Can I Leave Plants Covered All Day? (What to Avoid)


Protecting your plants from cold and pests is great.  However, leaving them covered all day can overheat them, doing more harm than good.  There are certain situations when you can leave plants covered all day – but when?

So, can you leave plants covered all day?  You can leave plants covered all day if you use a thin fabric row cover supported by hoops or stakes.  During cold days in the spring, you can leave plants covered all day with a cloche (plastic cover) as long as it has a vent.  Leaving plants covered with thick blankets all day will deny them the sunlight they need to grow and can cause them to overheat.

In some cases, leaving a row cover on your plants all day may be the only way to protect them from aggressive pests or strong sunlight during the height of summer.

In this article, we’ll look at some of the ways you can cover plants, and when you might use each method.  We’ll also talk about when to cover and uncover plants, and what to avoid doing.

Let’s get going – we have a lot of ground to cover.

Can I Leave Plants Covered All Day?

Depending on the type of cover you use, you might be able to leave your plants covered all day.  Some covers are specifically made for this purpose.

However, other covers should be removed during the day (in the morning) and replaced at night before a frost.  Otherwise, they will cause plants to overheat or prevent them from getting the sunlight they need.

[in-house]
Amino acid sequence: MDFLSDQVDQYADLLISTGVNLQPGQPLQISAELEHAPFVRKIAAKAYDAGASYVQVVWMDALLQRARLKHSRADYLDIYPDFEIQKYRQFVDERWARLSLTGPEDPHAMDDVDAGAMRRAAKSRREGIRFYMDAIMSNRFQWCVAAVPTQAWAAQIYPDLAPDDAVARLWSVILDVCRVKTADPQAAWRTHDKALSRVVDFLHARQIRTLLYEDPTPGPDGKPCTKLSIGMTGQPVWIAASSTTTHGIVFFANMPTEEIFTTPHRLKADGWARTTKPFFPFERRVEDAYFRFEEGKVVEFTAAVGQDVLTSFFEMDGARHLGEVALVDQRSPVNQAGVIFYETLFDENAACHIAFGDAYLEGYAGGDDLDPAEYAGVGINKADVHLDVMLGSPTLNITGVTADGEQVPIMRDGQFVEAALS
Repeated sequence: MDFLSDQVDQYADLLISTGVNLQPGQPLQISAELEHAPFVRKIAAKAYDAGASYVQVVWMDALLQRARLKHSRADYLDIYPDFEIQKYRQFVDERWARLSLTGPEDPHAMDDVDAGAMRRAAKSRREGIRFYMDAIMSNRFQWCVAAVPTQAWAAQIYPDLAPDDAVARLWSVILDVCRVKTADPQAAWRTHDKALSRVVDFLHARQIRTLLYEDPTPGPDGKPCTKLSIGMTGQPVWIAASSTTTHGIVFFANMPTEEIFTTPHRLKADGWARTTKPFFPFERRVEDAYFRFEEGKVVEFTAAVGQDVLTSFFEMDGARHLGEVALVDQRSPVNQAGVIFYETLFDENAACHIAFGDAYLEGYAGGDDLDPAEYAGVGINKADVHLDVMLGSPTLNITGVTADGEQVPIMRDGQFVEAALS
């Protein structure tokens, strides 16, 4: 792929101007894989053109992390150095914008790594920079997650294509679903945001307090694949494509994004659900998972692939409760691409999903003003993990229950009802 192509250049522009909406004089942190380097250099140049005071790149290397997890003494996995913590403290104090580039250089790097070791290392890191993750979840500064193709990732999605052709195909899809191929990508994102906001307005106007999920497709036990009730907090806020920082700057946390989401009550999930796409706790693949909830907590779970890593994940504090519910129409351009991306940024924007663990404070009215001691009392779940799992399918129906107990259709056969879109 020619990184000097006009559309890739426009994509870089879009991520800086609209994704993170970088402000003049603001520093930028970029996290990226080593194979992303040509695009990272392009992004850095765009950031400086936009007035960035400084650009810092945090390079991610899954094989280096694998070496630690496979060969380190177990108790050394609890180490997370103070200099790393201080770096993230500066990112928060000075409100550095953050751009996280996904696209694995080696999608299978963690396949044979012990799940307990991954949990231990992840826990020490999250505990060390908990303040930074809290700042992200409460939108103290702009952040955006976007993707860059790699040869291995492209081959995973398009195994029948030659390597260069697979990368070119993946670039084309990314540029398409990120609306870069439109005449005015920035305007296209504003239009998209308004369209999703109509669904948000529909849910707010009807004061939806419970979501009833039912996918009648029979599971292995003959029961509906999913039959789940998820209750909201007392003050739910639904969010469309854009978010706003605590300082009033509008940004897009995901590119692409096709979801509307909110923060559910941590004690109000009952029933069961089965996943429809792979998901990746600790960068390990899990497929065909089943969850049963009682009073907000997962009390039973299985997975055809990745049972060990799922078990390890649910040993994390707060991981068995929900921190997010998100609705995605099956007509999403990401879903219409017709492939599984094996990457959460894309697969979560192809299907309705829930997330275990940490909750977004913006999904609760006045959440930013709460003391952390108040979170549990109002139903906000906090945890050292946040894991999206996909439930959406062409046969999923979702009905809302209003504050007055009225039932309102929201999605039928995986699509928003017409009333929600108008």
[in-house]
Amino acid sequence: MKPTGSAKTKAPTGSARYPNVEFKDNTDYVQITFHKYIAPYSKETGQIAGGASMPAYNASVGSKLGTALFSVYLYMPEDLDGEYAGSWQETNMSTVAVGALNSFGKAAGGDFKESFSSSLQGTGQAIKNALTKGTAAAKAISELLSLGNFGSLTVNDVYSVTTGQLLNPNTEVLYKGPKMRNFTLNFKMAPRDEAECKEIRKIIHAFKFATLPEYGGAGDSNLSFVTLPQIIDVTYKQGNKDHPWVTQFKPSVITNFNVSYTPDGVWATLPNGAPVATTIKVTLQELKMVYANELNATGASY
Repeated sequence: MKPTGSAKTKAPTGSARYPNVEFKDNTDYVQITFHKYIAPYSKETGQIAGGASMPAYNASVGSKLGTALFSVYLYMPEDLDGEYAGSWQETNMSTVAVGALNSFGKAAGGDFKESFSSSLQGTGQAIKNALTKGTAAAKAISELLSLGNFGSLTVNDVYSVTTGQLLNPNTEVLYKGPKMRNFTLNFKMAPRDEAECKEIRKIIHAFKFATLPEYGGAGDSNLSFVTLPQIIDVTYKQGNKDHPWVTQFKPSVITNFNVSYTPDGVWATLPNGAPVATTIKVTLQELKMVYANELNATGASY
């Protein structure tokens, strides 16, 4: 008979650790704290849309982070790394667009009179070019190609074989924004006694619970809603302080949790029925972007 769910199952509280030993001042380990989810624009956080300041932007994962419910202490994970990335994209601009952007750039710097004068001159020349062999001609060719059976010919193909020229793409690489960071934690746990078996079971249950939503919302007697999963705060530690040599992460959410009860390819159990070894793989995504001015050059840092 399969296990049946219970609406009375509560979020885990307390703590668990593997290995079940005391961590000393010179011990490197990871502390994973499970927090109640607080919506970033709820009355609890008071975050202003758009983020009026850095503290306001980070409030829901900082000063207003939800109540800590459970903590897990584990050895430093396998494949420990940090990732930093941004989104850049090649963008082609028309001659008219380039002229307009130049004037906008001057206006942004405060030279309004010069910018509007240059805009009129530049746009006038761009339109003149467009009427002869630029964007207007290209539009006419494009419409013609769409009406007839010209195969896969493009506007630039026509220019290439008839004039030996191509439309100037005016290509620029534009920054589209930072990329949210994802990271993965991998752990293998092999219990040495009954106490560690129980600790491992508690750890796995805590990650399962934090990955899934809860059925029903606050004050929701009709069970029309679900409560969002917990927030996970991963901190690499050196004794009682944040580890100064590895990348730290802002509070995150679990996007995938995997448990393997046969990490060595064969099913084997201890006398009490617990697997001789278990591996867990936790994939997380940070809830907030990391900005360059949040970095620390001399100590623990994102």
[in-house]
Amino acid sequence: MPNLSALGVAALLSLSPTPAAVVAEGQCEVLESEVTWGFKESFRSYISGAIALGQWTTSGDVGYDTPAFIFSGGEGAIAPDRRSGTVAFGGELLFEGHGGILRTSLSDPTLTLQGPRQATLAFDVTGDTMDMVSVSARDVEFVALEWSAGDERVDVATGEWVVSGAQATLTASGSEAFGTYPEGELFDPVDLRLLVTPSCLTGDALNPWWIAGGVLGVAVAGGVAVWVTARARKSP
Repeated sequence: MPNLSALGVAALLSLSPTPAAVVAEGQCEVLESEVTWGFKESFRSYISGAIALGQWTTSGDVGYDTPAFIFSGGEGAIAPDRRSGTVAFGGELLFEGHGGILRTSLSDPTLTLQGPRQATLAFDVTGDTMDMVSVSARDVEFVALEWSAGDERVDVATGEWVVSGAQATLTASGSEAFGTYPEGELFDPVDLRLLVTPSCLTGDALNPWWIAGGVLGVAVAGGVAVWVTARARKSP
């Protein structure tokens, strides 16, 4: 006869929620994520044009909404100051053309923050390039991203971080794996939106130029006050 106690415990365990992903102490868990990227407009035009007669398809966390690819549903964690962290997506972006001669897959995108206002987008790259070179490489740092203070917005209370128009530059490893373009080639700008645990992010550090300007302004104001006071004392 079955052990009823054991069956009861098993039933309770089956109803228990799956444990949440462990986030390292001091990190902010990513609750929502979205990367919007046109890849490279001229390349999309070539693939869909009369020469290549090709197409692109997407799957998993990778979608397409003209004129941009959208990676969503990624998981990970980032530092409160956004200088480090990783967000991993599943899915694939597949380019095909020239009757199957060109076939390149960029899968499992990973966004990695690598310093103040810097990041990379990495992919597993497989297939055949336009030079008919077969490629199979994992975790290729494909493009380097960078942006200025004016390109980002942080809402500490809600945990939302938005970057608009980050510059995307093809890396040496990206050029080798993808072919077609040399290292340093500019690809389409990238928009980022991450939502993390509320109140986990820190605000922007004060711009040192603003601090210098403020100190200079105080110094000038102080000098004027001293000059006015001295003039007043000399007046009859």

How Long Can You Keep Plants Covered?

For a cloche or row cover, you might be able to keep plants covered indefinitely (or until they outgrow the cover!)  For a frost blanket, you probably only want to keep your plants covered overnight.

Let’s take a closer look at each of these covers and how long you can cover plants with each one.

Cloche

A garden cloche is a clear plastic or glass cover, used to protect plants from cold, wind, and pests.  A cloche can also keep soil and air moist to help plants survive a drought.

water bottles
You can use an empty plastic water bottle as a cloche. Just cut out the bottom!

A cloche is often used to provide overnight cold protection for young plants when the weather forecast calls for a late spring frost.  In some cases, it might make sense to wrap a cloth or blanket around the cloche to provide extra cold protection.

However, remember to remove the cloche in the morning before it gets too hot.  In warm and sunny weather, leaving the cloche on all day could cause plants to overheat (due to the greenhouse effect on a small scale).

On cold days without much sun, it might be ok to leave a cloche on a plant during the day.  This will protect the plant from wind, cold, and pests.